Trooper Zehr asked Orozco for his license and paperwork for a commercial vehicle inspection. (Dkt. no. 69, Exh. A.) The paperwork Orozco provided included a lease agreement. (Dkt. no. 74 at 32:3-7.) Trooper Zehr and Trooper Boynton noticed that the lease agreement conflicted with Orozco's statement that he owned the company and further noticed that the exterior of the truck did not indicate that it was leased and also did not indicate what company Orozco was operating under. ( Id .; see also dkt. no. 75 at 198:6-17.) The paperwork Orozco provided also included his logbook. (Dkt. no. 74 at 15:1-16.) Trooper Zehr noticed that Orozco's logbook entries appeared to be missing required information, making it difficult to determine how long Orozco had been on the road and whether he was concealing hours of service. (Dkt. no. 69, Exh. A; dkt. no. 74 at 34:21-25; 35:1-10.) He also noticed the log book indicated that Orozco had a co-driver, which appeared to be inconsistent with the identified downtime and sleep berth time. (Dkt. no. 74 at 36:4-19; 49:18-25; 50:1-3; 55:15-18.) Troopers Zehr and Boynton also believed the presence of a co-driver was inconsistent with the amount of time it took Orozco to travel from Washington to Nogales, AZ, which further indicated that time might have been concealed. ( Id. at 55:2-10; 61:15-18; dkt. no. 75 at 180:3-25; 190:21-23; 191:2-6.) Shipping papers are routinely examined in an inspection. (Dkt. no. 75 at 186.) In trying to determine when loads were picked up and dropped off, Troopers Zehr and Boynton noticed that shipping papers provided by Orozco indicated that he picked up his load of watermelons on a day that he was, according to his logbook, off-duty. (Dkt. no. 74 at 42-43; dkt. no. 75 at 186-88.)

After going over the logbooks and papers with Orozco for approximately twenty (20) minutes, Trooper Zehr walked away from the tractor and spoke on the phone to Trooper Barney, who was waiting within a mile, to discuss a canine sniff of the tractor trailer. (Dkt. no. 74 at 53-54.) He did so because he was suspicious of criminal activity and wanted to have the "resources available" to investigate criminal matters. ( Id. at 55:23-25; 56:1-7.) Trooper Zehr returned to his patrol car and ran a license check and criminal history check with dispatch. ( Id. at 59-60.) During this time, Trooper Boynton was still speaking with Orozco. ( Id. at 59:10-23.)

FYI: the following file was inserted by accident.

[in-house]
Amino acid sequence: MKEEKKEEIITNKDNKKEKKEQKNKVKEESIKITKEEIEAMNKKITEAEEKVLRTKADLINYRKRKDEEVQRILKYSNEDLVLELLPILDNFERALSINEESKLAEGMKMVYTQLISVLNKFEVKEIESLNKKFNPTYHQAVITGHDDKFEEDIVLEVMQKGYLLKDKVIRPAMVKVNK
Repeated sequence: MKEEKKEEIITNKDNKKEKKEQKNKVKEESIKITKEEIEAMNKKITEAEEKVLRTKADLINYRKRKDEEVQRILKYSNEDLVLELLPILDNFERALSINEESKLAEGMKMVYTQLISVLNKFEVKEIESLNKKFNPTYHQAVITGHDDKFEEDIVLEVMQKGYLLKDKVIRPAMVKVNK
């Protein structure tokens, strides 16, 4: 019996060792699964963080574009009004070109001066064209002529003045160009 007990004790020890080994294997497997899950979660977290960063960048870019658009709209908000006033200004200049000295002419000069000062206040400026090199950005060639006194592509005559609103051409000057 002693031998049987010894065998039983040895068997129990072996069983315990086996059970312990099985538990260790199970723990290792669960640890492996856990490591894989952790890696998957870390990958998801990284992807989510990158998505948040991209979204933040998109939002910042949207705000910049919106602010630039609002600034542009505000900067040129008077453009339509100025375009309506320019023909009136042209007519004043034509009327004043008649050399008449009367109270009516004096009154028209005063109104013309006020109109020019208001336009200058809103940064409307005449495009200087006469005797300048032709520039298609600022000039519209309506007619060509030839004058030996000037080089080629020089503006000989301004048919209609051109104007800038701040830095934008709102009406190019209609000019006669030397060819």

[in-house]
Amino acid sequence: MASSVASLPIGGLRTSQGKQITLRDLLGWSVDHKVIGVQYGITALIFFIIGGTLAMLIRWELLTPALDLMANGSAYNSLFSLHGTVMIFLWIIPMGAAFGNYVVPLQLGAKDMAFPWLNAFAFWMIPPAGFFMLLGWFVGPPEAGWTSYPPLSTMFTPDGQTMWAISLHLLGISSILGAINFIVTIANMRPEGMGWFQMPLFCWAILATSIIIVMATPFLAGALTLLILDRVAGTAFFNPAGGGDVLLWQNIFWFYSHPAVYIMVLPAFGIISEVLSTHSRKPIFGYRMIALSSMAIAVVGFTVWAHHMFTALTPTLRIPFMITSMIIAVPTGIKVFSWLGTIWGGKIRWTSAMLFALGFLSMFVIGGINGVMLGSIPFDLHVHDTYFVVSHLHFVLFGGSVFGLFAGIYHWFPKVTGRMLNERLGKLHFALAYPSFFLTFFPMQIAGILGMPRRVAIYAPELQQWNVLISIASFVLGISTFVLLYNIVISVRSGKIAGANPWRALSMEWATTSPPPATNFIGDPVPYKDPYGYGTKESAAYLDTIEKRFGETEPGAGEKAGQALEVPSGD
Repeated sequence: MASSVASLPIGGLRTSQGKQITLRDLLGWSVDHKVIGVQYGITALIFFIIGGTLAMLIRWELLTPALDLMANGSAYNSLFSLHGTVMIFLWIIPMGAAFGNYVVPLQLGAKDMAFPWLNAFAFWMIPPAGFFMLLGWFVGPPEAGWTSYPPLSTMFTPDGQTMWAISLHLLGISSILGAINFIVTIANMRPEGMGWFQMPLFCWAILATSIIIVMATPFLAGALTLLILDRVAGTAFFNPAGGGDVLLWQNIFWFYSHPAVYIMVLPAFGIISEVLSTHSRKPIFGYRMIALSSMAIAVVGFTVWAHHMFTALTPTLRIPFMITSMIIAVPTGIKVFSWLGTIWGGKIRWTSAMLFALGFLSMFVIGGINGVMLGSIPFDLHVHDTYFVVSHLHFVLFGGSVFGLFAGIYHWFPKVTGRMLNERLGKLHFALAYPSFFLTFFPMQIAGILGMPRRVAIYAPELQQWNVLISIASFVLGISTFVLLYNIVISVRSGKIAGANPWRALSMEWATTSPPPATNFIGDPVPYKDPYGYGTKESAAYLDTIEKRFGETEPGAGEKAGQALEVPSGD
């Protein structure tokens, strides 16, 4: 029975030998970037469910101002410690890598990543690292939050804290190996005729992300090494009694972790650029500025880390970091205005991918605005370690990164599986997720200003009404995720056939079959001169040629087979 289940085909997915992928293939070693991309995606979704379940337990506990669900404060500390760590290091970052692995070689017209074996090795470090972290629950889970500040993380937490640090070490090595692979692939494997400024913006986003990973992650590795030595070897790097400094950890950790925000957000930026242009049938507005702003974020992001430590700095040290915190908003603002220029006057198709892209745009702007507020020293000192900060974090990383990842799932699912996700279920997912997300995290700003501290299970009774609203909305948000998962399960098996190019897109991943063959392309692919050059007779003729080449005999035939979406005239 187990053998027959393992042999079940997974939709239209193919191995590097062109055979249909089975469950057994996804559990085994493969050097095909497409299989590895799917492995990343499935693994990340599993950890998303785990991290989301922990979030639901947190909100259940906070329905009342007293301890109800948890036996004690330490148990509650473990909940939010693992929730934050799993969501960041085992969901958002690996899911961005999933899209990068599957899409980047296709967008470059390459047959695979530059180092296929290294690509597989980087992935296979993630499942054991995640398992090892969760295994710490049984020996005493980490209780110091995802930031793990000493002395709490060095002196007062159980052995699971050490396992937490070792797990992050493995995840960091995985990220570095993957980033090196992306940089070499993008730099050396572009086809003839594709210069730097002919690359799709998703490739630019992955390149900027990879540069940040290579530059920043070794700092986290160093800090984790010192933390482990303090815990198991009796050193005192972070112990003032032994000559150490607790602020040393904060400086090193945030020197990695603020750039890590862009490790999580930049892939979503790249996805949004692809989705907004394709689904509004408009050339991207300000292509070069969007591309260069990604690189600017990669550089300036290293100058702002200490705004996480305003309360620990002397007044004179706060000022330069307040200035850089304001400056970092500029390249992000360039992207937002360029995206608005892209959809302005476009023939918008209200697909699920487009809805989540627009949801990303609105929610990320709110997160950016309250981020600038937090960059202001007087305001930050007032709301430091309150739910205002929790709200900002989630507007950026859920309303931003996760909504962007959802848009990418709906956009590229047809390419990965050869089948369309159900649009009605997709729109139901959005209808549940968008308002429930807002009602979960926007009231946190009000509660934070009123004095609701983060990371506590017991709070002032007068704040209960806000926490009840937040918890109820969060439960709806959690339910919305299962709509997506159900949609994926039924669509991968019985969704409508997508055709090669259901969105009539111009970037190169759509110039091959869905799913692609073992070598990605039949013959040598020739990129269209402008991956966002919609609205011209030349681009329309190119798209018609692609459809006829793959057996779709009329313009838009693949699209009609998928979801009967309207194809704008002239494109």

Approximately thirty (30) minutes after the initial stop, Trooper Boynton walked back to Trooper Zehr's patrol car and discussed his confusion regarding Orozco's co-driver. (Dkt. no. 75 at 193:5-13.) Trooper Boynton walked back to the tractor to question Orozco about the co-driver and was called back by Trooper Zehr who asked him to see if he could spot any "indicators" of criminal activity inside the cab of the tractor. (Dkt. no. 74 at 67-68; dkt. no. 75 at 192-193.) Trooper Zehr called his sergeant and discussed whether or not he has "reasonable suspicion" to hold Orozco longer and also discussed "rolling into" asking Orozco for consent to search his tractor trailer once the inspection is complete. ( Id. at 71:1-25; 72:1.) At this time, Trooper Barney looked at the tractor and was "on the phone with the El Paso Intelligence Center ("EPIC"), and making inquiries [as] to the company, the tractor and the trailer, and the driver." ( Id. at 70:17-22.)

Approximately forty (40) minutes after the initial stop, Trooper Boynton walked back to Trooper Zehr's patrol car and told Trooper Zehr that he was still confused. ( Id. at 72-73; dkt. no. 75 at 195:22-25; 96:1-7.) Trooper Zehr testified they were confused over "[w]hether or not [Orozco] had two trucks, whether or not he had more drivers, where his other trucks were, and how the truck that Mr. Orozco claimed he had the additional truck that he claimed he had, how it got from Washington to Nogales." (Dkt. no. 74 at 73:5-8.) Trooper Zehr asked other officers to leave so that there would not be an "overwhelming presence of law enforcement" when he asks Orozco for consent to search his tractor trailer. ( Id. at 75:1-3.) Trooper Boynton received information from Trooper ...